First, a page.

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Clin Ophthalmol. 2016 Oct 4;10:1913-1918. eCollection 2016.

Validation of a glaucoma knowledge assessment in glaucoma patients.

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1
Department of Ophthalmology, Duke University, Durham, NC, USA.

Abstract

SUMMARY:

To develop metrics to identify knowledge deficits and barriers to learning in glaucoma patients, this study seeks to validate a glaucoma knowledge assessment to use in the evaluation of knowledge in glaucoma patients.

PURPOSE:

Glaucoma treatment adherence appears to improve when patients demonstrate a greater knowledge of the disease and its treatment. This study seeks to validate a glaucoma knowledge assessment in a glaucoma patient population to assist in patient educational assessments and interventions.

PATIENTS AND METHODS:

The National Eye Health Education Program's (NEHEP) glaucoma knowledge assessment has previously been suggested as a useful measure to assess glaucoma patient's knowledge. This questionnaire was administered in glaucoma patients along with a more comprehensive 49-question examination. Demographic data and health literacy were assessed. Statistical analyses were performed to assess the validity of the assessments.

RESULTS:

A total of 12 glaucoma patients completed the knowledge assessments. The mean ± standard deviation age of the patients was 69±14 years, and the duration of glaucoma was 14±13 years. The participants' mean score on the NEHEP assessment was 7.3±0.8 (of 10, 73% correct) vs 29.3±7.3 (of 49, 60% correct) on the comprehensive assessment. The value of coefficient α was 0.592 for NEHEP and 0.872 for the cumulative assessment. The P-value (proportion of examinees answering correctly) ranged from 0 to 1 for individual questions. Item point-biserial correlation values for each question ranged from -0.402 to 0.813.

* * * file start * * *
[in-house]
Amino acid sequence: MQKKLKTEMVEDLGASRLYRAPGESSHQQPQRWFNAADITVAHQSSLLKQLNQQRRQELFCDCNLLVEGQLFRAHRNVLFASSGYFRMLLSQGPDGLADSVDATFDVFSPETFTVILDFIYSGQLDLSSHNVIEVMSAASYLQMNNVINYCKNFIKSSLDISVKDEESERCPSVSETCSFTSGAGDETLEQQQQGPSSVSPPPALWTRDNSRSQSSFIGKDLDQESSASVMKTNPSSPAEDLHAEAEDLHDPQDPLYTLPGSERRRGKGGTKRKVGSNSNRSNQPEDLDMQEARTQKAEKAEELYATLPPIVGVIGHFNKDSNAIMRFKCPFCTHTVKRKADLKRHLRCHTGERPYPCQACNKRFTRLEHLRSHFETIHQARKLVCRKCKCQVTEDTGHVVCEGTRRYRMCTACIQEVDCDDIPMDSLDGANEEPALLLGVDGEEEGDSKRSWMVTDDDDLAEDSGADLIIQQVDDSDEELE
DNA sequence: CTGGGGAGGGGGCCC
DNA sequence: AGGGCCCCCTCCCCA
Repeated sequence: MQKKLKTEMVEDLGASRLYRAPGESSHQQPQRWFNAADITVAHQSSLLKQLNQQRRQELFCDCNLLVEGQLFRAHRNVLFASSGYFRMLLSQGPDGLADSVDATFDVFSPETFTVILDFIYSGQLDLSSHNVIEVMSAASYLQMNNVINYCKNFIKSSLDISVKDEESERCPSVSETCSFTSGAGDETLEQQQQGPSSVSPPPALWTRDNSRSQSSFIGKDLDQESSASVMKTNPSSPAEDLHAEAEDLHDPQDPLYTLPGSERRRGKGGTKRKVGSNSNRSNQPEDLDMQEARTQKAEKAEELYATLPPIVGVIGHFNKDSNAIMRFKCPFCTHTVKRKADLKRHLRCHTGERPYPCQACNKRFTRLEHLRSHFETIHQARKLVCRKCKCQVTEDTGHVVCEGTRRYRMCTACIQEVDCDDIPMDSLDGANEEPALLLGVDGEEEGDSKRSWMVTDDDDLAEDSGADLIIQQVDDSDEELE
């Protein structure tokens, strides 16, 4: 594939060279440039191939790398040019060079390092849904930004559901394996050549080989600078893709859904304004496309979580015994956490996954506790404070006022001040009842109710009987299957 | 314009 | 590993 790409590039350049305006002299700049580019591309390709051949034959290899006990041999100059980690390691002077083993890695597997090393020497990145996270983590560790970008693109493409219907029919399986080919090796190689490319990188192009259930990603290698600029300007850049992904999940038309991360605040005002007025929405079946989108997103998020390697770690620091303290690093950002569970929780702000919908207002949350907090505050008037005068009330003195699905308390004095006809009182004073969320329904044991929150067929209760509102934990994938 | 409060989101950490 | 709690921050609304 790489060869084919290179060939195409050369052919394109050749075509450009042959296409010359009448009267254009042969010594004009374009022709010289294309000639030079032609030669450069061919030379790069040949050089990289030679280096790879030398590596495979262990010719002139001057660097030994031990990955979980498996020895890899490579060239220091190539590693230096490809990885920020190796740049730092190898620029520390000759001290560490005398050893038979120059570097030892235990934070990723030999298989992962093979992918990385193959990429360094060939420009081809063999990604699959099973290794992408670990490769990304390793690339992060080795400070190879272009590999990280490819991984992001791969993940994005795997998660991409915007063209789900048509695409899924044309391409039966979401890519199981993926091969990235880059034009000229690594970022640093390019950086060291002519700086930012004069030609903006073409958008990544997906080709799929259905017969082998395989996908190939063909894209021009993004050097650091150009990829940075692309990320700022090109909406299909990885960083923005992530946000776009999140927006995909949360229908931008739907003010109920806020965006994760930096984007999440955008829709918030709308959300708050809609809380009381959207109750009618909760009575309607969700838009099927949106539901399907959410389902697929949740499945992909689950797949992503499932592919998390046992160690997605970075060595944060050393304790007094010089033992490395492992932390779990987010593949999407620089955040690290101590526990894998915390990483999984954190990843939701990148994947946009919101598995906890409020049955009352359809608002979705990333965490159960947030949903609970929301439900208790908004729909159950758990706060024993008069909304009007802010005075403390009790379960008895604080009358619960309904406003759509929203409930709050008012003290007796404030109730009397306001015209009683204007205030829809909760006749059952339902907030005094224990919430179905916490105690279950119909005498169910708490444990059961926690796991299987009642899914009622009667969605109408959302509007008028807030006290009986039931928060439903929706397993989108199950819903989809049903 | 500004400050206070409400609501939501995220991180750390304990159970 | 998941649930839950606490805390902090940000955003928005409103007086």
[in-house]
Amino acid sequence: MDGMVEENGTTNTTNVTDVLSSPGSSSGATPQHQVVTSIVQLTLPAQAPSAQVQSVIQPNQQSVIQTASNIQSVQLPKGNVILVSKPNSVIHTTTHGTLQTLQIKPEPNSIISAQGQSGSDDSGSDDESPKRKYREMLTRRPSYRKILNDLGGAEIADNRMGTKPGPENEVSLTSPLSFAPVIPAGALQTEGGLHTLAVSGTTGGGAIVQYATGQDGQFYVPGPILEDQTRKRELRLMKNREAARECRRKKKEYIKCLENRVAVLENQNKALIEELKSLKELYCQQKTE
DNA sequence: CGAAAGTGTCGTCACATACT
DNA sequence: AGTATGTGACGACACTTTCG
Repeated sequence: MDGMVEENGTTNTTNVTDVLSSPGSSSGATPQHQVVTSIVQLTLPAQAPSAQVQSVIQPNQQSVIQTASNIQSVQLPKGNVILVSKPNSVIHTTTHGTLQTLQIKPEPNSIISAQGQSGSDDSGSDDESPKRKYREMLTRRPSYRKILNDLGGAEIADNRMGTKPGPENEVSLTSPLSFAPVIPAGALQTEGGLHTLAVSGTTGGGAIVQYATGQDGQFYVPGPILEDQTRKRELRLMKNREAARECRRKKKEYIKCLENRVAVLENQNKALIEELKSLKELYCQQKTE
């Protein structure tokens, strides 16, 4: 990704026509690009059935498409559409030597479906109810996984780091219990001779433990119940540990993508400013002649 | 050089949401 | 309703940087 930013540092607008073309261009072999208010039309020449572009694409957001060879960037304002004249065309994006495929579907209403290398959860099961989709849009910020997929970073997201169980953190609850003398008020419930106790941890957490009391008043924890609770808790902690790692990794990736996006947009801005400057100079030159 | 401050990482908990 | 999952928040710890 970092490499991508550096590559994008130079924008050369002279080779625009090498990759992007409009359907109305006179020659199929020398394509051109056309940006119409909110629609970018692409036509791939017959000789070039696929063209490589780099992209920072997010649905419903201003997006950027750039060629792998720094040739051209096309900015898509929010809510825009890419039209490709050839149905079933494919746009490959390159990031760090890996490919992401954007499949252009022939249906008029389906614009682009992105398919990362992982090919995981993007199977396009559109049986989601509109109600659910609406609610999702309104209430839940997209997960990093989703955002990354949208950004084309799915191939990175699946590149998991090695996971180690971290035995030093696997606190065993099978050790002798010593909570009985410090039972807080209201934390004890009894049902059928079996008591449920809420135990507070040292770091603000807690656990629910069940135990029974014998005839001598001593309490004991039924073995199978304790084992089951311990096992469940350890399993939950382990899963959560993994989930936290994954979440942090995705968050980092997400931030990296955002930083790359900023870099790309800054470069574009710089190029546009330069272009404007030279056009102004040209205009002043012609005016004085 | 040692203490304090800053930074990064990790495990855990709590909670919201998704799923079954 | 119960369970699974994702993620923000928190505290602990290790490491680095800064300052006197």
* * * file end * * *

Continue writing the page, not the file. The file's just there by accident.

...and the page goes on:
DISCUSSION:

The NEHEP quiz may be a good starting point for the development of a reliable knowledge assessment tool to measure and monitor glaucoma knowledge, due to its concise nature and reasonable level of difficulty. This study suggests that questions included in the currently available questionnaires vary widely in difficulty and ability to differentiate knowledge level, which may ultimately compromise reliability and utility of existing examinations. Further examination of individual questions and teaching points included in the current assessments may help to construct increasingly reliable and useful knowledge assessments in the future.

KEYWORDS:

educational tools; knowledge questionnaire; knowledge quiz; ophthalmology; patient education

Conflict of interest statement

JAR serves on the planning committee of the NEHEP but was not involved in the development of the NEHEP Eye-Q questionnaire. The other authors report no conflicts of interest in this work.

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